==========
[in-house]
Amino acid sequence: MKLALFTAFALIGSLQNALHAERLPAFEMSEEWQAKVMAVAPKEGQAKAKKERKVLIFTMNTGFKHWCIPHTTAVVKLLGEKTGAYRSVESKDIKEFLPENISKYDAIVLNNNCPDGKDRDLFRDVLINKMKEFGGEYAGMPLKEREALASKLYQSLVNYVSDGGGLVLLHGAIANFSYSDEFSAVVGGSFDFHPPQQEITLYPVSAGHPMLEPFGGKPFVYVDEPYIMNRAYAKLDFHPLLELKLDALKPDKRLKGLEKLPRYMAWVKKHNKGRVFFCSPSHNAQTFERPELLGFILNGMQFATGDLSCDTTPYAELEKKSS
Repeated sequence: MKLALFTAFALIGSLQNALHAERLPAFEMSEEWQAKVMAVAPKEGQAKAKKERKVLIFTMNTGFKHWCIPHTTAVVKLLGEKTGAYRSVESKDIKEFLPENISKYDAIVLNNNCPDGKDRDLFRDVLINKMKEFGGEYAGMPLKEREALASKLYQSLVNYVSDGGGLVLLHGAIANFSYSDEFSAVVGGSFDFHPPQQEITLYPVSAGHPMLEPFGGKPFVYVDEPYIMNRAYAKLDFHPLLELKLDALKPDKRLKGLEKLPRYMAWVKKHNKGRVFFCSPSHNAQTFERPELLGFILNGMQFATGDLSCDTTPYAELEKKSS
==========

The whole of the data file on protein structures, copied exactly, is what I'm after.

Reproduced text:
[in-house]
Amino acid sequence: MKLALFTAFALIGSLQNALHAERLPAFEMSEEWQAKVMAVAPKEGQAKAKKERKVLIFTMNTGFKHWCIPHTTAVVKLLGEKTGAYRSVESKDIKEFLPENISKYDAIVLNNNCPDGKDRDLFRDVLINKMKEFGGEYAGMPLKEREALASKLYQSLVNYVSDGGGLVLLHGAIANFSYSDEFSAVVGGSFDFHPPQQEITLYPVSAGHPMLEPFGGKPFVYVDEPYIMNRAYAKLDFHPLLELKLDALKPDKRLKGLEKLPRYMAWVKKHNKGRVFFCSPSHNAQTFERPELLGFILNGMQFATGDLSCDTTPYAELEKKSS
Repeated sequence: MKLALFTAFALIGSLQNALHAERLPAFEMSEEWQAKVMAVAPKEGQAKAKKERKVLIFTMNTGFKHWCIPHTTAVVKLLGEKTGAYRSVESKDIKEFLPENISKYDAIVLNNNCPDGKDRDLFRDVLINKMKEFGGEYAGMPLKEREALASKLYQSLVNYVSDGGGLVLLHGAIANFSYSDEFSAVVGGSFDFHPPQQEITLYPVSAGHPMLEPFGGKPFVYVDEPYIMNRAYAKLDFHPLLELKLDALKPDKRLKGLEKLPRYMAWVKKHNKGRVFFCSPSHNAQTFERPELLGFILNGMQFATGDLSCDTTPYAELEKKSS